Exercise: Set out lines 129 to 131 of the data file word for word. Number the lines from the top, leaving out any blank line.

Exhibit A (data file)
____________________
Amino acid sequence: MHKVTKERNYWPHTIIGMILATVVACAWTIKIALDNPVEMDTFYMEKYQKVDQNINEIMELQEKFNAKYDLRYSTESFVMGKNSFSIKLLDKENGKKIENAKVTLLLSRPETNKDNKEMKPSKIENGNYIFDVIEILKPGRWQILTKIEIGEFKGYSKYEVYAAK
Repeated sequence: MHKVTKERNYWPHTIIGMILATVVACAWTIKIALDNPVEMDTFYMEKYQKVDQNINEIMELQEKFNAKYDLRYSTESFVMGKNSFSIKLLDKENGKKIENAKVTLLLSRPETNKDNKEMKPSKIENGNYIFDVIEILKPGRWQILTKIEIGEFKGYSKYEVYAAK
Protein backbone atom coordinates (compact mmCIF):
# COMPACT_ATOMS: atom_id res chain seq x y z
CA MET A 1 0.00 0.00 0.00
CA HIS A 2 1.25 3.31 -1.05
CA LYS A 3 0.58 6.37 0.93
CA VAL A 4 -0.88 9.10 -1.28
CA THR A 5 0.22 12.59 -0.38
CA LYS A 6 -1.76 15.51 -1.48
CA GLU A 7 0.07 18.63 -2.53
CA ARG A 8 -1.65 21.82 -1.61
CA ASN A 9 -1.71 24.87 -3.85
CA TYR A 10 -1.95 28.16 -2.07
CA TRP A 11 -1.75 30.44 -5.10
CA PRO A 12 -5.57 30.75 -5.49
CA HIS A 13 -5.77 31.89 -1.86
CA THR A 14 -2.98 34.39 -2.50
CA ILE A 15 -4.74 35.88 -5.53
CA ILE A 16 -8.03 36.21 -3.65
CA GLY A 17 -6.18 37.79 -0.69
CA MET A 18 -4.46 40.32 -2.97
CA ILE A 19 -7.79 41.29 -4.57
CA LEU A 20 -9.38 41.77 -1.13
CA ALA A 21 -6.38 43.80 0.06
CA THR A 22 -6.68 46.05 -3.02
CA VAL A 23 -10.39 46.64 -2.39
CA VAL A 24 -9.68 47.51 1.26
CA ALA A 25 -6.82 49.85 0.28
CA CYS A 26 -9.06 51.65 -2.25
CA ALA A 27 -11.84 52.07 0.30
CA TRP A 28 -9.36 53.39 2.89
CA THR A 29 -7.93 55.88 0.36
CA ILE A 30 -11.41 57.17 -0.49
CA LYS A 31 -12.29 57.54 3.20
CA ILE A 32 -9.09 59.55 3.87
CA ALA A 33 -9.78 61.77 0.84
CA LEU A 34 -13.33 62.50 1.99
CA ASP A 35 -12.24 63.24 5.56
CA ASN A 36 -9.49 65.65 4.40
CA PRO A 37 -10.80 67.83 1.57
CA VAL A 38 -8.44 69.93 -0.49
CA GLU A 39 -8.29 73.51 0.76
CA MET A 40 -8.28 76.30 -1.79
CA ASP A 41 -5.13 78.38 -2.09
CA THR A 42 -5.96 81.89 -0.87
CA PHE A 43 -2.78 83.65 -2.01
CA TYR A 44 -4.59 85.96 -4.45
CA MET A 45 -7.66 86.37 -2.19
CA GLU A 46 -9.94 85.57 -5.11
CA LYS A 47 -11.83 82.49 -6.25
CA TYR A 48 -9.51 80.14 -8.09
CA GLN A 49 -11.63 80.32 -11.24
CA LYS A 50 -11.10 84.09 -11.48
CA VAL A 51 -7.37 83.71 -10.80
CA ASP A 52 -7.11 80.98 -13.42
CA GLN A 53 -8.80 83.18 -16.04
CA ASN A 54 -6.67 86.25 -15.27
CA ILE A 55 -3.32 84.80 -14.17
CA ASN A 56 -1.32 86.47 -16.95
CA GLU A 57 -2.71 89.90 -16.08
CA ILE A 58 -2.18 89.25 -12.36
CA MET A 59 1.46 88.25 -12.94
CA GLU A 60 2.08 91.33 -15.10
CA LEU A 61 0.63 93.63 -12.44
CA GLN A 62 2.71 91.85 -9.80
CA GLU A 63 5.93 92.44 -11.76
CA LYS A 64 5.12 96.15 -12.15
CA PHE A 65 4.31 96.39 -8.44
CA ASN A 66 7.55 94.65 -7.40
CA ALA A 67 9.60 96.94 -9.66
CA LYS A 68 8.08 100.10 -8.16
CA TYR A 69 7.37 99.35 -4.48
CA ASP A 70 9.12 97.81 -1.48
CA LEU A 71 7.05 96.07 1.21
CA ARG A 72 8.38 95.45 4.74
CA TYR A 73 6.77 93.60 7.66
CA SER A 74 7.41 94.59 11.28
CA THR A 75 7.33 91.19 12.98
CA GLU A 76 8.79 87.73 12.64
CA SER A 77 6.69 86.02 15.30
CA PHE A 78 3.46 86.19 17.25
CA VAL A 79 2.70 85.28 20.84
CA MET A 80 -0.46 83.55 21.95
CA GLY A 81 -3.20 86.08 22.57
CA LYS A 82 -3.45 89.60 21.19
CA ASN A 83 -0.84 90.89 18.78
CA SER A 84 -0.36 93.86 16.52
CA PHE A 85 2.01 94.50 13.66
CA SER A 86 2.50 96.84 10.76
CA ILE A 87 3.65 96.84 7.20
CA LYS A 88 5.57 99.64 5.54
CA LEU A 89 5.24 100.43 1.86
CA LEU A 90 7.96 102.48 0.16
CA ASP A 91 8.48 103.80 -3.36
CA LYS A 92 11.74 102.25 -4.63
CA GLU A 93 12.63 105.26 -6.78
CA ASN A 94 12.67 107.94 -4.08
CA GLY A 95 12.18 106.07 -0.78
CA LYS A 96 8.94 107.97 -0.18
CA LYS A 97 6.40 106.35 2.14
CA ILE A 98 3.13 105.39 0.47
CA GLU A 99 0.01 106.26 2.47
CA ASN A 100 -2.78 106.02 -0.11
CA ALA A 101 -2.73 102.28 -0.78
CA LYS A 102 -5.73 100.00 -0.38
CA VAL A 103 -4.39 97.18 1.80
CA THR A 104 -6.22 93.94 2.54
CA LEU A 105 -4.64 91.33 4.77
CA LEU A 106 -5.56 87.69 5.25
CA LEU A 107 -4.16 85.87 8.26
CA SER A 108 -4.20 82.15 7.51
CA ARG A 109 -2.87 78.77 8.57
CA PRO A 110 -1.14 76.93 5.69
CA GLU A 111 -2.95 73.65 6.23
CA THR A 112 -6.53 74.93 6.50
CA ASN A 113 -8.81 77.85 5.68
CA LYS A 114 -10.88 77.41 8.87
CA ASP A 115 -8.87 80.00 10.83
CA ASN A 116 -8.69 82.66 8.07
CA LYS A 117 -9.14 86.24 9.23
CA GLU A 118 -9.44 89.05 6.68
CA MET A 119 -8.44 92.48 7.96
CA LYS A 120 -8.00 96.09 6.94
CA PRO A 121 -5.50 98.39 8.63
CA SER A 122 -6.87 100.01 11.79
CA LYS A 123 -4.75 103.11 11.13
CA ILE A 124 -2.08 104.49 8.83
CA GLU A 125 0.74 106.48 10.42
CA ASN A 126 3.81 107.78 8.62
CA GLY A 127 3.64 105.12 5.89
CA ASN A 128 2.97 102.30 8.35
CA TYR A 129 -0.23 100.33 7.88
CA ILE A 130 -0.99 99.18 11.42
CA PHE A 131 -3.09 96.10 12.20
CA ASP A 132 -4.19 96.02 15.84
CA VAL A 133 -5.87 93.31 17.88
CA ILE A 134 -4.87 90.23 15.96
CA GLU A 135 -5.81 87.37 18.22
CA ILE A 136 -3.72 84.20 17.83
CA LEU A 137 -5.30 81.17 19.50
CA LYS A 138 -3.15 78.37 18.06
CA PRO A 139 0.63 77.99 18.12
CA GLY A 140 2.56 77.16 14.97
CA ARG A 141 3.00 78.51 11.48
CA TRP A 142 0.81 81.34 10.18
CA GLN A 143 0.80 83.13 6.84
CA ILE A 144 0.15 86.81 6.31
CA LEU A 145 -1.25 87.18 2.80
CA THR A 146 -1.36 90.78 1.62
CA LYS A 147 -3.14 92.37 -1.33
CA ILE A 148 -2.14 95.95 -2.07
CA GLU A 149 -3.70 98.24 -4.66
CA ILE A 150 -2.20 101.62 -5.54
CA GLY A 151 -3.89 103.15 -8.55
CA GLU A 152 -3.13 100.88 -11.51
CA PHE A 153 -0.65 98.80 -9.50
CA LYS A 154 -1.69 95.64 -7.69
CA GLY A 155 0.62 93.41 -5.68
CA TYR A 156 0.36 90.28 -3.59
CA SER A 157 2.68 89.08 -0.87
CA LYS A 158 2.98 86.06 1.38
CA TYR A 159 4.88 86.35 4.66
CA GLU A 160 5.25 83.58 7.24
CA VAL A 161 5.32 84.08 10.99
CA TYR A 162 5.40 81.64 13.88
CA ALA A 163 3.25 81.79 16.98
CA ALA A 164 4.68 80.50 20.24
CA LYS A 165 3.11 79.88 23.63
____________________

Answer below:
CA GLU A 125 0.74 106.48 10.42
CA ASN A 126 3.81 107.78 8.62
CA GLY A 127 3.64 105.12 5.89